The forecast was pretty dismal for the 79th Annual Regatta at Fishing Bay Yacht Club and we were treated to a nice of weather as we could have gotten – I was expecting cloudy skies turning to rain by the afternoon and didn’t even take sunglasses or sunscreen out. We ended up sailing 4 races in 0-7 and the clouds broke up and gave us some sun before the end of the afternoon.
In the first the wind started out more to the west of south and the left side of the course was favored. David went left, while Charlie and I went right. I bailed out halfway up the leg and got somewhat left and managed to round just ahead of Brad. We held our positions downwind and on the second upwind David covered me to the left side of the course allowing Brad to catch a lane out to the right and sail around us. I would end up 3rd.
In the 2nd race I had a great start, this time also worked my way a little left and had to pick my way back right. Alain rounded just ahead of me and I followed him downwind. The two of us again went left on the second beat, this time the course was set 10 degrees more to the south. Charlie and Brad were able to sail around us and I finished 3rd again.
In the 3rd race the boat was heavily favored, I had a great start and punched out working the middle left of the course. Most of the fleet went way to the left and I found more pressure, less dirty air from the other fleets and a favorable shift at the top mark on the first beat. Charlie caught up to me downwind and we jockeyed at the downwind mark with me just ahead of him. Upwind Charlie split out to the left while I stayed middle right and Mike stayed far right. Mike caught up and crossed ahead and headed to the left while I stayed middle right and again found better pressure and shifts rounding 15 boat lengths ahead and held that to finish 1st. That put me 1 point ahead of Charlie, David and Brad who were all tied for 2nd.
For the 4th and final race the wind shifted way right as the race were getting started and it ended up as a parade lap. Those who went high and avoided the other fleet traffic had clearer air and got ahead. The wind for most of this was 0-3 and at one point I think we were making wind by riding the current. I picked up a spot on the final leg and finished 3rd again. Charlie had pulled ahead on the 3rd leg and David squeezed ahead of me. So after 4 races in a regatta with no drop races, Charlie is 2 points ahead of me and David who are tied.
Day 2 at the Laser District 10 Championship and we had more wind and cloudy skies for 3 more races. The first race was about a mile top to bottom and we did two grueling laps. I had a great start and had good boat speed at times upwind. I played it conservatively so as not to flip. This was especially challenging down by the bottom mark where the seawall was reflecting the waves back upwind making it feel like a washing machine and I buried the bow multiple times sailing upwind with a full cockpit of water. I finished 11th – my fourth 11th place finish in 6 races.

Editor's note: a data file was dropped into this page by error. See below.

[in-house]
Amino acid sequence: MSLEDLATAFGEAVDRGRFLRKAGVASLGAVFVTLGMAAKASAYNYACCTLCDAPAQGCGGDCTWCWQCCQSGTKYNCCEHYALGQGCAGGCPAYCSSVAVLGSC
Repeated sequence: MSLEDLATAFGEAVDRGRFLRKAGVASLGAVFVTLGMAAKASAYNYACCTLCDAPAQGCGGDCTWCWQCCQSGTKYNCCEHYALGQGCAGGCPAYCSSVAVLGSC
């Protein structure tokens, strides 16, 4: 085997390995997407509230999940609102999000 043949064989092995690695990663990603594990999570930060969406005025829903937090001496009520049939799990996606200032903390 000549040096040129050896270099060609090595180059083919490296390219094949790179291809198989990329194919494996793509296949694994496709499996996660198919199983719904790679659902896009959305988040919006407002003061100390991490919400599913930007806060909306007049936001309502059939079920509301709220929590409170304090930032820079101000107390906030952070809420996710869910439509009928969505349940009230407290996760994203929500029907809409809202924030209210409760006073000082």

The second race was more of the same with another knot or two of breeze. I started and decided to call it a day as I wasn’t going to change my finish much missing the last two races and would only wear myself out before a long drive home and before rain moved in.
It was nice to see Shore Acres Yacht Club – I can’t wait to see it when the clubhouse is finished. Always great to sail with all the very competitive D10 sailors and I’ll be back in D10 for the Laser Masters Nationals in August.
Friday night after work I made the trip up 95 for the Laser District 10 Championship at Shore Acres Yacht Club in Brick New Jersey. I managed to miss most of the traffic around Washington DC and made good time arriving at the club at 11 to spend the night van camping.
In the morning we were greeted to beautiful sailing conditions and a tad more wind than had been forecasted. The winds started out of the north east and slowly shifted to the south east over the course of the afternoon at 8-12 knots under mostly sunny skies.
21 competitors in what would be a very competitive fleet.
On the water I inconsistently sailed consistently – meaning I’d have some bad legs and some good legs and I always managed to finish mid-fleet in either 11th or 13th place in all 5 races. I had moments where I was in the top 5 and the bottom 5 of the fleet. We sailed a modified windward leeward course that at one point was probably 1 1/4- 1 1/2 miles from top to bottom which made for a very long downwind leg. Despite the long legs and my terrible starting it was a great day of racing and it felt good to be back in the boat again.
After the Snipe broke yesterday, Jess and I were without a plan for racing FBYC’s Open House Regatta on Saturday. At 9pm Saturday night that plan came together and we would sail on Mad Hatter with the Flecks. This race is a progressive start distance race – meaning the slowest boast start first and the fastest boats start first and whoever finishes first wins. This year featured a wide variety of boats including a 30′ trimaran and a Wasp. The weather was slightly overcast, warm with 12-14 knot winds.
We had a great start, hitting our time perfectly. Only two of the legs were downwind for us, so that kept the spinnaker work for me up on the bow down to a minimum. We sailed the rhumb line and kept the boat going pretty well. In the end the boat to beat was a 29er – who were able to fly a chute on the tight reaches much better than any of the other boats. We finished 4th.
Following the race – we rafted up with a couple dozen other boats in Fishing Bay and got to hang out with everyone for a couple hours. Later we took the boat back around to the dock and joined the dinner and listened to the band.
The RG65 season is underway at the Richmond Model Yacht Club on Lake Rooty and we had nice weather for the 2nd race day of the series. Unfortunately, No Quarter had radio problems and became uncontrollable after the first race. I still got to borrow a couple boats to sail – thanks Rob & Marc.
I’ve wanted to get a slightly bigger boat that would enable me to sail it in the choppier water in Deltaville. I haven’t decided what I want yet, but a new member came who was interested in getting into the RG65 class and I ended up selling him my boat on the spot. The RG65 was fun to sail and great for Lake Rooty and I’ll sure I’ll find another boat in the coming months.
Sunday saw the conditions lay down a bit from the winds we saw Saturday and we were back out on the ocean sailing under overcast skies and 10-15 knot winds in rather large and lumpy swells. I made it out to the race course, but felt absolutely awful out there as we waited to get racing started. After being so uncomfortable out there I left before the first race and would get an early start on the trip back home. I would later figure out that the breakfast bars I had been eating hadn’t been agreeing with me and had actually been making me feel bad all weekend. Make that a lesson for next time.
Even though I didn’t get as much sailing as I might have wanted, it was still nice to enjoy some warm weather, see some old friends and get away for a bit. I am looking forward to more sailing in a few months when it warms up in VA.